On Urban Wildlife Conservation Day, Find Nearby Nature

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The second Saturday of October marks Urban Wildlife Conservation Day —a time to celebrate our connections to the outdoors and inspire people from all walks of life to experience the benefits of nature.  

People thrive on nature, wherever they live. For the 80 percent of Americans who live in or near cities, urban national wildlife refuges and urban partnerships provide vital access to nature and outdoor recreation, boosting residents’ physical and psychological well-being. 

Two young adults celebrate the establishment of Valle de Oro National Wildlife Refuge in New Mexico in 2012.

More than 100 wildlife refuges, managed by the U.S. Fish and Wildlife Service, are located within 25 miles of a city of 250,000 or more people. 

To celebrate Urban Wildlife Conservation Day, many wildlife refuges and partner sites hold 5K runs, nature walks, bird festivals and other outdoor public events. See a list of events planned. The events demonstrate the Refuge System’s commitment to deepening human connections with nature and protecting the thriving ecosystems we depend on.  

Urban refuges and partnerships near Albuquerque, Denver, Detroit, Houston, Minneapolis, Philadelphia and many other cities offer Americans nature-based recreation, including hiking and fishing. They also foster innovative community-based solutions for wildlife conservation. 

Urban Wildlife Conservation Day kicks off a week of celebration for National Wildlife Refuge Week, the second full week in October. Urban refuge partnerships and engagement efforts are coordinated year-round through the Urban Wildlife Conservation Program.  

Curtis Bay Elementary School students take part in an environmental education program at Masonville Cove in Baltimore.

Masonville Cove Urban Wildlife Refuge Partnership

A once blighted industrial landscape in South Baltimore is now a vibrant natural oasis. Masonville Cove, on the Patapsco River, is the home of the Masonville Cove Urban Wildlife Refuge Partnership. Together, the Fish and Wildlife Service and partners work to restore and improve this site for the benefit of local communities and wildlife.  

Thanks to the partnership, residents now use the cove to fish, kayak, and partake in some of the best birding Maryland has to offer. More than 250 bird species use the cove, including the first pair of nesting balding eagles ever documented in Baltimore.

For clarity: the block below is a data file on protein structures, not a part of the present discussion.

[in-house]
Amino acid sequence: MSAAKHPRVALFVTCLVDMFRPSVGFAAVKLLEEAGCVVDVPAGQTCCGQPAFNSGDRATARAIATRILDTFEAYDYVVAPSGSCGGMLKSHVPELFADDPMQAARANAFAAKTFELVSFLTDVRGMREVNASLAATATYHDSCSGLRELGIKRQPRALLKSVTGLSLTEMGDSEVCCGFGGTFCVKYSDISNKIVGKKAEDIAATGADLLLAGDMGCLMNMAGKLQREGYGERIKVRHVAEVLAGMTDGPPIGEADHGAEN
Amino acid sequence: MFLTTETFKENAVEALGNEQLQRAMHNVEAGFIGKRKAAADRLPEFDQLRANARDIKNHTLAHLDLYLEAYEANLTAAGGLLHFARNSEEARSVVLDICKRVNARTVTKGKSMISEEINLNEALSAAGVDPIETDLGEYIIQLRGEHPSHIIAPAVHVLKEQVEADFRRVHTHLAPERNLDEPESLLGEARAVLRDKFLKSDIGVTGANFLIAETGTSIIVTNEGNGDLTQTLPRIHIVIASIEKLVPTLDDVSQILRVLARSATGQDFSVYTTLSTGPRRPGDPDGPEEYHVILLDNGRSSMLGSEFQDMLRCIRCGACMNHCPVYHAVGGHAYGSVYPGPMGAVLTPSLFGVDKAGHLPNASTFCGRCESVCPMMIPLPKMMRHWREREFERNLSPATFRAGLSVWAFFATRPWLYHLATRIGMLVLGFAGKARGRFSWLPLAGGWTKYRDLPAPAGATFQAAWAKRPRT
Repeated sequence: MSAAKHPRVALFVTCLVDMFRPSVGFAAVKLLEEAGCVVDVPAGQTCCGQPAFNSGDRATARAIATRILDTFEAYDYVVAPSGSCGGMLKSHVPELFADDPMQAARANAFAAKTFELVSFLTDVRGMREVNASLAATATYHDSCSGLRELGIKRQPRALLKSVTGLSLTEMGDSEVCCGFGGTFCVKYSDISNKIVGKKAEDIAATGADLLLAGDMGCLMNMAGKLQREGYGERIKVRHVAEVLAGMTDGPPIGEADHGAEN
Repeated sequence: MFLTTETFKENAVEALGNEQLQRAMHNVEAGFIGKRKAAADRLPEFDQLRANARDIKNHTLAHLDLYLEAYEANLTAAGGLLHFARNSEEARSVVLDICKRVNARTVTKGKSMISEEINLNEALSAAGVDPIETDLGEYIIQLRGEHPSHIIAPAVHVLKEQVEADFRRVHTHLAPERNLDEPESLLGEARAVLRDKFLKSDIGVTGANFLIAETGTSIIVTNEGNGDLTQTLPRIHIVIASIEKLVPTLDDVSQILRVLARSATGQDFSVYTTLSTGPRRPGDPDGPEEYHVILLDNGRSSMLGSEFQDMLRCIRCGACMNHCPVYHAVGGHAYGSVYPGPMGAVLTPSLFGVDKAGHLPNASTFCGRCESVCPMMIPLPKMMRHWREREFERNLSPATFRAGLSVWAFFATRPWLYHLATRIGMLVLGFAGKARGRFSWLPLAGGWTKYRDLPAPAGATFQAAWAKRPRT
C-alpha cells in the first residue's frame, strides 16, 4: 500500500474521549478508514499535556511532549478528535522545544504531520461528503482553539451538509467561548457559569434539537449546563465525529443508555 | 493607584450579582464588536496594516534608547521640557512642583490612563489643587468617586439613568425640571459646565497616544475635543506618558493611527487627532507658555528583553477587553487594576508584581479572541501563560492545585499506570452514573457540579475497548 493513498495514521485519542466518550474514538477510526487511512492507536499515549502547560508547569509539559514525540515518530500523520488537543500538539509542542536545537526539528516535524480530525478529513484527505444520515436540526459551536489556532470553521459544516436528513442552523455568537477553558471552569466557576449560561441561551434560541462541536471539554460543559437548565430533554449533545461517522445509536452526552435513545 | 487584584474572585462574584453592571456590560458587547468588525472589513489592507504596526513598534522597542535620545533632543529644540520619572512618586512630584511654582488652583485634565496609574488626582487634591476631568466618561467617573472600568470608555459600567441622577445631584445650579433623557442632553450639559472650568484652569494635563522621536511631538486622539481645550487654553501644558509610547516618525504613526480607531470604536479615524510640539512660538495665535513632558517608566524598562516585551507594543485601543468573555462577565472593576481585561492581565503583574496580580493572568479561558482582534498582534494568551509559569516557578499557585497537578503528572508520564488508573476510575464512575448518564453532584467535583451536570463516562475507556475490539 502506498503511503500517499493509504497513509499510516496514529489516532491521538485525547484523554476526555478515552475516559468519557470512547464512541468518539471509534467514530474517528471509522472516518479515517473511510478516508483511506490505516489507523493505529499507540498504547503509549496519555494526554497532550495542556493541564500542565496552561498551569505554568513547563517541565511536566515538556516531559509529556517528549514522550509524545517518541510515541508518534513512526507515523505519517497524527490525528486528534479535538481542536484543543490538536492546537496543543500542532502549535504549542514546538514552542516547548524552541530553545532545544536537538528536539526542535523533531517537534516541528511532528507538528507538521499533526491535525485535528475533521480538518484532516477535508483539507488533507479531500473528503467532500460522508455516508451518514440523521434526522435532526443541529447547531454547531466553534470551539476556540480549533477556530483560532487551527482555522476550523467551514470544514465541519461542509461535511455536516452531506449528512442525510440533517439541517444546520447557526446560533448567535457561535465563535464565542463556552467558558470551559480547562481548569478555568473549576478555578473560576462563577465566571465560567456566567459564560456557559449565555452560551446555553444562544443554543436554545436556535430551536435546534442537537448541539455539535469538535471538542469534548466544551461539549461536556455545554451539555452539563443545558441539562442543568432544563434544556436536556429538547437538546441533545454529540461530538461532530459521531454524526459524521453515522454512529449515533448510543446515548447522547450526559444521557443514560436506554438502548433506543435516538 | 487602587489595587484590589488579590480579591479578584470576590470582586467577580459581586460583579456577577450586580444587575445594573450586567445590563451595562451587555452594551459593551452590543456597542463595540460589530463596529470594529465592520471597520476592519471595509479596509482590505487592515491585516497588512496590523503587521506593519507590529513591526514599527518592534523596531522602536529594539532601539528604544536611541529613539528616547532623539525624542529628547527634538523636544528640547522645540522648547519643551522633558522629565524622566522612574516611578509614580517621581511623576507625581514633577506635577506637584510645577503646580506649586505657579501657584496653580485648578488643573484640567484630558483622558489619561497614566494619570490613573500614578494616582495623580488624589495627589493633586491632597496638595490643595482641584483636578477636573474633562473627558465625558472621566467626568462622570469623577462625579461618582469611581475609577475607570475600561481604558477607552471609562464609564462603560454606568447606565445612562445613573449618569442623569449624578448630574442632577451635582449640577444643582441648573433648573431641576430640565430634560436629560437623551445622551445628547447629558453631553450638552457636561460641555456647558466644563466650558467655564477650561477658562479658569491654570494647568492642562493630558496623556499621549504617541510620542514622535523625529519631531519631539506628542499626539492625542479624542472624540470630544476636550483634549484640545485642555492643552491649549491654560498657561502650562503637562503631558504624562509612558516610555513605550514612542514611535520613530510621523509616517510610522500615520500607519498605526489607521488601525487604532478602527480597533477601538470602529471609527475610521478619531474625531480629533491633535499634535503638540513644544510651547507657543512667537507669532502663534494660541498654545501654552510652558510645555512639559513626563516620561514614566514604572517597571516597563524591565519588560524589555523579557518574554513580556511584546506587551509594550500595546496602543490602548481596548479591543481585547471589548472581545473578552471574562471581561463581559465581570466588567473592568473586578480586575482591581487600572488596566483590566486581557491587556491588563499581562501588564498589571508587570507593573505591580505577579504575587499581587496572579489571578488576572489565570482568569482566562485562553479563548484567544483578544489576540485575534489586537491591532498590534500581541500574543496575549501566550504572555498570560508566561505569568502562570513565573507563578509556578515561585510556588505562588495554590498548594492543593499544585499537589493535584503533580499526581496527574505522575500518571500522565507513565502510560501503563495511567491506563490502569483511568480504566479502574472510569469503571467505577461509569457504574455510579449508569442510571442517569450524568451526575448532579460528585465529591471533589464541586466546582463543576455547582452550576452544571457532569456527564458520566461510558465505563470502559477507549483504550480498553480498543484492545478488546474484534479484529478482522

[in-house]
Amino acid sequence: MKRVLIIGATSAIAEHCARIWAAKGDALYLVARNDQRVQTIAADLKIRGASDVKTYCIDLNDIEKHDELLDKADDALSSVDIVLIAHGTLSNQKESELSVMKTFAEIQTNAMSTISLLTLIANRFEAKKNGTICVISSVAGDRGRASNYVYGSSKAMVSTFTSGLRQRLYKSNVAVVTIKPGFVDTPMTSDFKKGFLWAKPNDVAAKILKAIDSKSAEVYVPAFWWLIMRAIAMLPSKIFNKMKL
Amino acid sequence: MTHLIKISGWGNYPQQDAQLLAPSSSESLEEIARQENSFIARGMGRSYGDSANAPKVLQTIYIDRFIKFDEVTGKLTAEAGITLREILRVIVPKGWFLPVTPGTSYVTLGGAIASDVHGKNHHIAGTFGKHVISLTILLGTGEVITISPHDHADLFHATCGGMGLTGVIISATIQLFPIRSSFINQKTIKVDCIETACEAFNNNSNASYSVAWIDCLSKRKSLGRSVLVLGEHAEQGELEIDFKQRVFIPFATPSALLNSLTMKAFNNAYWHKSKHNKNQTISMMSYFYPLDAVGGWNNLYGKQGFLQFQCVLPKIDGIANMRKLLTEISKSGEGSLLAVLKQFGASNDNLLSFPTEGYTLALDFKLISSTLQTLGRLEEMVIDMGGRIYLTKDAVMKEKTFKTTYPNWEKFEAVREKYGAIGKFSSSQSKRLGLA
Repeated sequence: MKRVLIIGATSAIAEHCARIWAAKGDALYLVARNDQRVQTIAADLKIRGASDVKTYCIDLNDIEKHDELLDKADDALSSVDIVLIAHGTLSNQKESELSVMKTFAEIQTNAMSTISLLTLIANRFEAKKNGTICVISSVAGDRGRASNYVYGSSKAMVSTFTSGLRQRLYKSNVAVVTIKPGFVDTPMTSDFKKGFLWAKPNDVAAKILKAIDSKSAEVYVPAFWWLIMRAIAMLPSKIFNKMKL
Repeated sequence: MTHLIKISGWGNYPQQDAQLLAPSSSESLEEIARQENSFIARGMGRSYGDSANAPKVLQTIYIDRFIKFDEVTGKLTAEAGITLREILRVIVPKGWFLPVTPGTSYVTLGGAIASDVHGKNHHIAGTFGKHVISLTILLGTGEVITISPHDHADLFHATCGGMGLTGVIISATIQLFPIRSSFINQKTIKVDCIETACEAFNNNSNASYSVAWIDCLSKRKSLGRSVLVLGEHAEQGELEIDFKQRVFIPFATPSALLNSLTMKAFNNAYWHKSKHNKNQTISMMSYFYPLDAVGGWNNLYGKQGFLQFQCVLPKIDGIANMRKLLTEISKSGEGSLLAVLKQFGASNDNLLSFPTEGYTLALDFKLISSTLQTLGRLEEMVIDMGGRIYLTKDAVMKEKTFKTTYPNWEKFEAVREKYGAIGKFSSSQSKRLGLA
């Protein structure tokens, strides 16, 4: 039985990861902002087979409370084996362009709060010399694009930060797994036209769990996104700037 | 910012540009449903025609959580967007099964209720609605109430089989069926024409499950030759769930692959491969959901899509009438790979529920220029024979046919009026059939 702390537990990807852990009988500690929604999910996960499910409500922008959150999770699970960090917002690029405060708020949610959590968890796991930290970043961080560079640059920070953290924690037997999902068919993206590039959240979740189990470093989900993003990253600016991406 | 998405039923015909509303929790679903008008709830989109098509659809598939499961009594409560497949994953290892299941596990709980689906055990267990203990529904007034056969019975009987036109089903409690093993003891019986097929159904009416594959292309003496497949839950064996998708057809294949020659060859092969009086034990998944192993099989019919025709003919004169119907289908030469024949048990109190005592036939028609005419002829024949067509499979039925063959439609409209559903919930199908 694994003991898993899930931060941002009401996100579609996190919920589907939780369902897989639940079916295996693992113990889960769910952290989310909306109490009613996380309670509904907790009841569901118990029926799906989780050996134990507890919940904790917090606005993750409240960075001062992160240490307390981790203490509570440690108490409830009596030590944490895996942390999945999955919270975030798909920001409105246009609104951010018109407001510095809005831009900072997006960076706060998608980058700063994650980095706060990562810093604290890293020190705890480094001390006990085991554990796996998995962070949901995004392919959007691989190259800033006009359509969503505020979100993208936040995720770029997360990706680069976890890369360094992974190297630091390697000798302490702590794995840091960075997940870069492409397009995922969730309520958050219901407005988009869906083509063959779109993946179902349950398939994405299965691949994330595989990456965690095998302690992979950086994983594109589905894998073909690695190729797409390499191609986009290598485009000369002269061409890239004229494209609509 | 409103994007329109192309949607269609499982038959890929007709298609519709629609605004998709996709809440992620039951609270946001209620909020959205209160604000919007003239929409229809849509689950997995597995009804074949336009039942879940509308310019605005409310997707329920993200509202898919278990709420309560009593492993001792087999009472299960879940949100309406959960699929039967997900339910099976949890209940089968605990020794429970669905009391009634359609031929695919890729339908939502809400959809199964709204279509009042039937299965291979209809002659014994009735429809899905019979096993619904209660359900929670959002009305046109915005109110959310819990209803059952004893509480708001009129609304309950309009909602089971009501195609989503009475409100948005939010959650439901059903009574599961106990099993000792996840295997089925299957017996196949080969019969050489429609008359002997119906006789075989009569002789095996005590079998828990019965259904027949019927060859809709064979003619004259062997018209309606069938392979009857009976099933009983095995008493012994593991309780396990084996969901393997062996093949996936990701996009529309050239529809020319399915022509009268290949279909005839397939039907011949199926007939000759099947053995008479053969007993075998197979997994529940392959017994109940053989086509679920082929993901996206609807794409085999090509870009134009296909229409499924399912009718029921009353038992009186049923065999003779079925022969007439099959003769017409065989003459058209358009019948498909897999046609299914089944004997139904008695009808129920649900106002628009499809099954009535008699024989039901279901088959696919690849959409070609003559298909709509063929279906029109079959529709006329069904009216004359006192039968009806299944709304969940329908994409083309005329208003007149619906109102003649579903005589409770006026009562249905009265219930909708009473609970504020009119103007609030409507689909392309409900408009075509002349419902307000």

Additionally, the Masonville Cove Environmental Education Center provides students of all ages with experiential learning opportunities to bring conservation to life. These include a look at Masonville Cove’s Captain Trash Wheel — a solar-powered vessel that collects and removes trash before it enters the Patapsco River’s Middle Branch.  

Valle de Oro National Wildlife Refuge

A group of youth and staff members enjoy the outdoors at Valle de Oro National Wildlife Refuge in New Mexico, an urban wildlife refuge.

 Valle de Oro National Wildlife Refuge in Albuquerque, New Mexico, is the first public land site to focus on environmental and economic justice in its strategic plan. The refuge’s blueprint for wildlife restoration and community health addresses the effects of industrial pollution on the adjacent Mountain View neighborhood. Refuge partnerships with local schools, youth corps and community groups have helped build trails from a neighboring industrial neighborhood to the refuge, provide field trips for students, and build a community garden that emphasizes traditional seeds and foods. 

Since 2014, refuge partnerships with groups including the Rocky Mountain Youth Corps and the Ancestral Lands Conservation Corps have employed more than 500 young people. 

In collaboration with partners, the refuge hosts annual career fairs, job shadow opportunities and mentor mixers. It also supports the New Mexico Green Jobs listserv and soon will open a Center for Conservation Careers office in its new visitor center.   

The Southwest’s first urban refuge, Valle de Oro was established in 2012 to protect and restore one of the largest remaining undeveloped areas along the Rio Grande in Albuquerque.